|A scallop-edged coin from the Bahamas|
I've previously discussed square coins, but an even more common shape is the scalloped coin, which has a wavy edge that goes all the way around the coin. The name comes from the distinctive wavy shell of the scallop, a sea mollusk similar to a clam. This coin shape may also be referred to as wavy-edged, flower shaped, or sun shaped.
|Coins with 8 (left), 10 (center), and 12 (right) peaks|
|Trough aligned (left) vs|
peak aligned (right)
Scalloped coins can either be peak-aligned (so that holding the coin right-side up leaves a peak pointing straight down), or trough-aligned (a trough is in the direct center at the bottom edge of the coin).
Because of their unique shape, scalloped coins (along with square coins) are easy to spot in a big mix of coins. They are more decorative than square coins due to the larger number of points on their edge.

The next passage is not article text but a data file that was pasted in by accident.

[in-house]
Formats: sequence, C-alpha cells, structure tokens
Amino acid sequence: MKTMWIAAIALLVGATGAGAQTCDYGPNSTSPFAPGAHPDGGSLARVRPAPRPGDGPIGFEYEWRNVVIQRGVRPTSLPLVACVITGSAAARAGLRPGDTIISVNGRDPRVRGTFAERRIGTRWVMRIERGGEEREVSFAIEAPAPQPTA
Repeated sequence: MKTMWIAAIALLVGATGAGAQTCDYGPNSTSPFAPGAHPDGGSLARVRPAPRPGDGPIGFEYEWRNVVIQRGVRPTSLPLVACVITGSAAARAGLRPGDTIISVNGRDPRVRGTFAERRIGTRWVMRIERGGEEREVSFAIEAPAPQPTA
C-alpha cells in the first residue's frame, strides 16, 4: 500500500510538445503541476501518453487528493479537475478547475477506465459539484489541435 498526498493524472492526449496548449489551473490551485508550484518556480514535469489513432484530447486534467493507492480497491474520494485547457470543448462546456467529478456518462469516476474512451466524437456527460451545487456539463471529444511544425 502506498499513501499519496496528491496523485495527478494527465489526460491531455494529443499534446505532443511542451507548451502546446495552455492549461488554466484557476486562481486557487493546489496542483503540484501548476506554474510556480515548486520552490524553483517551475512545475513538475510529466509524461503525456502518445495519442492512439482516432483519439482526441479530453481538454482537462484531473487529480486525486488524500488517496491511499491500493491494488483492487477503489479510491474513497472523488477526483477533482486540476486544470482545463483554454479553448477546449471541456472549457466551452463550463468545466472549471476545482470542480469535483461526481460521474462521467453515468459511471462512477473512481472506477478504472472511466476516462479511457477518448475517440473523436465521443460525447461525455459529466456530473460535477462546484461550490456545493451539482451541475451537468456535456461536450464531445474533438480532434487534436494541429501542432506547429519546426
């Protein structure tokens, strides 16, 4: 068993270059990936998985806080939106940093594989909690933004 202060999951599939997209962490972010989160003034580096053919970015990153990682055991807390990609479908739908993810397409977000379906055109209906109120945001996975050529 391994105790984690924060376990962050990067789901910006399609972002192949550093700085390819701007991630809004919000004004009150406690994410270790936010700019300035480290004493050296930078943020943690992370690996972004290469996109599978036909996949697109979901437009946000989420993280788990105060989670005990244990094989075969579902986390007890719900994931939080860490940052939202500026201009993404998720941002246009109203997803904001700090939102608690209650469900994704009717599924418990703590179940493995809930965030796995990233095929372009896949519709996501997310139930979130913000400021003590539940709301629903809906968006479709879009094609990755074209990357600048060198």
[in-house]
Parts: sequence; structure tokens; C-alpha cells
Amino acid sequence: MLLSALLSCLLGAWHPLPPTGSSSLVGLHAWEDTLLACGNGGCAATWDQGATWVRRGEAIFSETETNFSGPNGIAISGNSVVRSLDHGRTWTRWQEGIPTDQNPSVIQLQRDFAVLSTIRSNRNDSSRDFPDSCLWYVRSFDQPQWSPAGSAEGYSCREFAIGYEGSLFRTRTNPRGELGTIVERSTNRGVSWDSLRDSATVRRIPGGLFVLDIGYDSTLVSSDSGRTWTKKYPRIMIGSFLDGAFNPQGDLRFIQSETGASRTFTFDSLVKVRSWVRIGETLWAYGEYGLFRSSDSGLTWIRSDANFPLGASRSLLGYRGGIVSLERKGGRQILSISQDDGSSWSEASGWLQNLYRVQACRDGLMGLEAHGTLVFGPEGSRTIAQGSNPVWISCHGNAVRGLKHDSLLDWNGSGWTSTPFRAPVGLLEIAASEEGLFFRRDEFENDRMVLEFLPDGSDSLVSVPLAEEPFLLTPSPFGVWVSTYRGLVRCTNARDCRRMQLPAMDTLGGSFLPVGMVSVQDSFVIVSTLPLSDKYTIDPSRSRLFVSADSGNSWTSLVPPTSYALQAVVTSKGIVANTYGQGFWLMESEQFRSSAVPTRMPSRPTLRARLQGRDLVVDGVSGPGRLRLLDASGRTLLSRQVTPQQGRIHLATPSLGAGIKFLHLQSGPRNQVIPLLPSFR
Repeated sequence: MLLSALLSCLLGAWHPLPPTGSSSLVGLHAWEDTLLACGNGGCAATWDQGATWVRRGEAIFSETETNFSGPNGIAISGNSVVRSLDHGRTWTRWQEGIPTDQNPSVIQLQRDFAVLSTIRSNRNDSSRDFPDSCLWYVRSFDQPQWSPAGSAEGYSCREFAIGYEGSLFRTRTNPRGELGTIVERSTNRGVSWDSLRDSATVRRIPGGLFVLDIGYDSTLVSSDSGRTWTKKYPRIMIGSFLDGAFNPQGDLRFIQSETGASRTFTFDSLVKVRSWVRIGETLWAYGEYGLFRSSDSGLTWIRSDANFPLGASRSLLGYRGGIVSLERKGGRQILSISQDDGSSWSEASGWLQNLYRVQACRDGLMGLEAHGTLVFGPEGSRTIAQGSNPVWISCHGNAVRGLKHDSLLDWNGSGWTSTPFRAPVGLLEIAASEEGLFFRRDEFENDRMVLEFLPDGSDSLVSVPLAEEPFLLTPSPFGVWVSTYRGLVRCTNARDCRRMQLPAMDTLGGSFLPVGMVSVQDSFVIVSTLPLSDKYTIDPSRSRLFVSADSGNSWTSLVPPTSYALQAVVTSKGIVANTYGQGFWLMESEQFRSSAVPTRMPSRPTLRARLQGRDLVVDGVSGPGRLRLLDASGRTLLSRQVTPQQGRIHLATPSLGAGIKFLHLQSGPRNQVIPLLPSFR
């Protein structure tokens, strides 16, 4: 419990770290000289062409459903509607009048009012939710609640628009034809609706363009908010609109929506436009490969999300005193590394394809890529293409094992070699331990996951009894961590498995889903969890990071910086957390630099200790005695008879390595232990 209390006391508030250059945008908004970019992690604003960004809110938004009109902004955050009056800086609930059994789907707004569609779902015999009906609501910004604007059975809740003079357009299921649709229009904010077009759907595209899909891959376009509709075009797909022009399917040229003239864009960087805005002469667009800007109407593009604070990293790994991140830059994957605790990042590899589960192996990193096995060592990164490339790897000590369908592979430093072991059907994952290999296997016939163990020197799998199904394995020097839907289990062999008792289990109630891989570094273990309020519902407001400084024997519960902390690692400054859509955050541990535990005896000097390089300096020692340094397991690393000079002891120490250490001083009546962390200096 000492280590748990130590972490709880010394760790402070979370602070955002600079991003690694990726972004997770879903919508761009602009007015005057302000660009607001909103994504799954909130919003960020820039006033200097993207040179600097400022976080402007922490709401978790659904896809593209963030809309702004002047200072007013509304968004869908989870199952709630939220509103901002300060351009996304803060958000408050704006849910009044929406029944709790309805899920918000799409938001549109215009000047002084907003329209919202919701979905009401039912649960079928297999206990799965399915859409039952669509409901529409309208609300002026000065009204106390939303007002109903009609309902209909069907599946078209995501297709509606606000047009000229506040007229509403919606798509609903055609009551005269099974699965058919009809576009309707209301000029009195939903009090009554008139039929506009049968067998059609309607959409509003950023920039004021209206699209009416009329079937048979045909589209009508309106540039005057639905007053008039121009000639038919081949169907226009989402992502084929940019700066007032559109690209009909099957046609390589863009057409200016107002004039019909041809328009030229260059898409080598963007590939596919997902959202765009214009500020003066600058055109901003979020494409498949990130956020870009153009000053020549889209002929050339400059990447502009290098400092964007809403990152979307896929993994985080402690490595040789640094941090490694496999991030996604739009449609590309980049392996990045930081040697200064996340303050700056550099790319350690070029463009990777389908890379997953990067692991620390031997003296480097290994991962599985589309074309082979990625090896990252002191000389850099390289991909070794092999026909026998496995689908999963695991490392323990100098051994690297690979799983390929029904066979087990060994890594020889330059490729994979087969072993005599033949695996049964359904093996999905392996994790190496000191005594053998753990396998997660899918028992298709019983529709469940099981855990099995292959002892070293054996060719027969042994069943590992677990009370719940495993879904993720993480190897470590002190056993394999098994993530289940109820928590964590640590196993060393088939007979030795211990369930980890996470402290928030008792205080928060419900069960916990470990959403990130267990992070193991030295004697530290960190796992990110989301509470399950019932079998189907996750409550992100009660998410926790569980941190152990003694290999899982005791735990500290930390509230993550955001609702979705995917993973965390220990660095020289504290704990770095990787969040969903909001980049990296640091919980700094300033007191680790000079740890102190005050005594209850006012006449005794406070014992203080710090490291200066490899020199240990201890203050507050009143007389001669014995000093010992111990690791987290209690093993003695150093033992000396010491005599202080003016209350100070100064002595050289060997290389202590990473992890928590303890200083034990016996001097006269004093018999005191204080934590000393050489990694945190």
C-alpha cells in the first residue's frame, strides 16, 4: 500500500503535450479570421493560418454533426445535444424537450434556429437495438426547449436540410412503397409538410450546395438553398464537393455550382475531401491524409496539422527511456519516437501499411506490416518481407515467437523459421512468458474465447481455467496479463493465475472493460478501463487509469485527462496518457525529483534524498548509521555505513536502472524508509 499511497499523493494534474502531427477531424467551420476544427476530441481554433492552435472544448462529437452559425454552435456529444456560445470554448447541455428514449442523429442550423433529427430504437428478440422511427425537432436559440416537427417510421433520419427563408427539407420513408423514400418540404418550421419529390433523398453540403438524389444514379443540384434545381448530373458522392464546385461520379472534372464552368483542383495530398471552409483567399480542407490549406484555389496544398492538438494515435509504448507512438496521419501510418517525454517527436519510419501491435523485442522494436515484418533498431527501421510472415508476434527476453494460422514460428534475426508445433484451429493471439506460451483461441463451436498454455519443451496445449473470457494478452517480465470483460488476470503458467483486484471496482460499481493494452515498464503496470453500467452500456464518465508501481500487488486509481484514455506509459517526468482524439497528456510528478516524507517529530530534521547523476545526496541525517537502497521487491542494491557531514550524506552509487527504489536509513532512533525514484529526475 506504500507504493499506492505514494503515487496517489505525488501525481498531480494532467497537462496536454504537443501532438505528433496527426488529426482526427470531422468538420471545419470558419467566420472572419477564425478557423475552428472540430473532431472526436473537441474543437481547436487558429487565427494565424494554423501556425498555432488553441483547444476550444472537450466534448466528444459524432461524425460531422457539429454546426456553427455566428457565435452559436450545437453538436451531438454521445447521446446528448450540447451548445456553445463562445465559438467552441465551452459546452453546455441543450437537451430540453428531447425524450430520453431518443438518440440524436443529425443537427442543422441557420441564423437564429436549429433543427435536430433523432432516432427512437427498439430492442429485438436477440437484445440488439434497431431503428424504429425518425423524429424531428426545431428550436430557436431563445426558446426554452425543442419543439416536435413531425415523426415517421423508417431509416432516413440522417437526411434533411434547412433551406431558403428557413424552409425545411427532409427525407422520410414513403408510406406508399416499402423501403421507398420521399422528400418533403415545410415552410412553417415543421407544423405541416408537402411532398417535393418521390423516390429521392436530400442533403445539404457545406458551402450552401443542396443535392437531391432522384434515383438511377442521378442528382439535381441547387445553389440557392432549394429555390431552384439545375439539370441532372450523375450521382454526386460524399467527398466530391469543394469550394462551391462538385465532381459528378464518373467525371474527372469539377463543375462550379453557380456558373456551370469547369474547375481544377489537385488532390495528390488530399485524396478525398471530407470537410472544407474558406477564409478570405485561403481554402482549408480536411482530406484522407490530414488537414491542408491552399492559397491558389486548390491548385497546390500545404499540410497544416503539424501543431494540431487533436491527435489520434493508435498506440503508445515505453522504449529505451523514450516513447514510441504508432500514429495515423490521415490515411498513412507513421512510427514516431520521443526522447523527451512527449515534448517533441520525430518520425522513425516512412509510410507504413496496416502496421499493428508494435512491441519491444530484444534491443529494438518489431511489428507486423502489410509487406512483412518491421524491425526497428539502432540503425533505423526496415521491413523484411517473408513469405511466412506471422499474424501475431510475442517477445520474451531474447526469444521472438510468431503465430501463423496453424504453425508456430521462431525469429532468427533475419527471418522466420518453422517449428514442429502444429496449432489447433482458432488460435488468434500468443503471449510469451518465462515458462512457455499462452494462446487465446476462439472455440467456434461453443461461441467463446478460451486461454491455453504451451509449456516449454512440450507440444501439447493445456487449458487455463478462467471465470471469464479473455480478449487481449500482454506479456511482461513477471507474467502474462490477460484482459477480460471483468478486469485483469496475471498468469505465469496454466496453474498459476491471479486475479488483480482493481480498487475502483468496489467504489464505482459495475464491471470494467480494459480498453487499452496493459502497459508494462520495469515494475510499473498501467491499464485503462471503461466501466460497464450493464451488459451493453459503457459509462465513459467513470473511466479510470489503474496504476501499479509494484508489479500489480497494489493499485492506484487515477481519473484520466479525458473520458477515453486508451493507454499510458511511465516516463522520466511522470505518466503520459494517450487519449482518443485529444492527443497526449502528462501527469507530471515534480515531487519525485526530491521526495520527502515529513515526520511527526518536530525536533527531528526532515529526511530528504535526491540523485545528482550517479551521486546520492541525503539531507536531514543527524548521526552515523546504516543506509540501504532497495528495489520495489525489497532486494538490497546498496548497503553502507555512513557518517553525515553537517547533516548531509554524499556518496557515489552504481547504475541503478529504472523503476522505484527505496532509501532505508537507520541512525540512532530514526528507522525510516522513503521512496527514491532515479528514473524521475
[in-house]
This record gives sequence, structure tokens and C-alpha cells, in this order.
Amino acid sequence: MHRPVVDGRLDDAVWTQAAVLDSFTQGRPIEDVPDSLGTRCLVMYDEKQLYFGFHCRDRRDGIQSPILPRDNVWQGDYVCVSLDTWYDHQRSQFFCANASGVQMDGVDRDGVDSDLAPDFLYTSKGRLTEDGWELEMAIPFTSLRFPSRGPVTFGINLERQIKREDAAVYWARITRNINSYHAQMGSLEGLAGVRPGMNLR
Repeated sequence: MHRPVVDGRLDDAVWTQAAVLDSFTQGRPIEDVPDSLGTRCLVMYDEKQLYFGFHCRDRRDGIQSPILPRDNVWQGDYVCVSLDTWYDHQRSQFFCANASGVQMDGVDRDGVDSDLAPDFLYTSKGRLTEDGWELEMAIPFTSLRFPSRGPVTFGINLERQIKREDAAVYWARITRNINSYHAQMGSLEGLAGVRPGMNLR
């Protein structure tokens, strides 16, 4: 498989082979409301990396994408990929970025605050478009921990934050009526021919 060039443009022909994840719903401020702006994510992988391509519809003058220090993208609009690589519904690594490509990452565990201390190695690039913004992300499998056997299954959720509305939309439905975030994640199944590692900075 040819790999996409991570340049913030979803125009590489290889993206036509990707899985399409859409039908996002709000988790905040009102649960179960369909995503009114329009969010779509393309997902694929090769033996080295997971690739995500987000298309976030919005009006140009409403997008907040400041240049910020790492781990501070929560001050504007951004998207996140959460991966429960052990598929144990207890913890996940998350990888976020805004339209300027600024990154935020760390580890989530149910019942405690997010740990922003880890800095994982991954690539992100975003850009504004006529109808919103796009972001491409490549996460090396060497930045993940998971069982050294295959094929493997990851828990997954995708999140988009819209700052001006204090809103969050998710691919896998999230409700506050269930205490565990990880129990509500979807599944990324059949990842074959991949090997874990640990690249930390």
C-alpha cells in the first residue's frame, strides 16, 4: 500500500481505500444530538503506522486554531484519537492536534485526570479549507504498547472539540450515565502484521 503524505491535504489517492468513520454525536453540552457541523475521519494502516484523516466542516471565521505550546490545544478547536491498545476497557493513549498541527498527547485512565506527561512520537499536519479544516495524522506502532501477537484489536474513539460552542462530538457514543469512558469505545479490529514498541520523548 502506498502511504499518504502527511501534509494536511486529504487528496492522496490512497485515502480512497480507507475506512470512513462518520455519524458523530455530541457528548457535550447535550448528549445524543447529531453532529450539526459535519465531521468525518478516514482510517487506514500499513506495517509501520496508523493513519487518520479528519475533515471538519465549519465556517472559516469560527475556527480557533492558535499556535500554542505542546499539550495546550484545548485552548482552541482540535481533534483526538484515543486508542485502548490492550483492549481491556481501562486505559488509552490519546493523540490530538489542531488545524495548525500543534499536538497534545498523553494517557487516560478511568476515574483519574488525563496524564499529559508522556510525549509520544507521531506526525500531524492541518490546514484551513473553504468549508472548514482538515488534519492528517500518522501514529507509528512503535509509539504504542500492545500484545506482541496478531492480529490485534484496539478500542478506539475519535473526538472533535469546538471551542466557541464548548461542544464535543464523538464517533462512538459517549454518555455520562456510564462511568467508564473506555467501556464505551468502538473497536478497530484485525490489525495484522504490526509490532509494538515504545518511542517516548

Like coins that have holes in them, the main reason behind using a scalloped edge on a coin is to make it more easily distinguishable from other coins. In a pocket, or in the dark, you can easily feel the wavy edge and (for people who use those coins regularly) tell which coin is which. This is also helpful for people who have trouble seeing, and is one of a great many ways that countries have tried to make their coins identifiable by touch alone.
Many countries have used scalloped coins in the last 100 years - more than have used square coins. If you compare this list to the list of countries that have used square coins, you'll see a lot of the same names. As usual, if you find any countries missing from this list, please post it in a comment.
Countries which have had scallop-edged coins since 1900:
Ceylon (Sri Lanka)
East Caribbean States
Sri Lanka (Ceylon)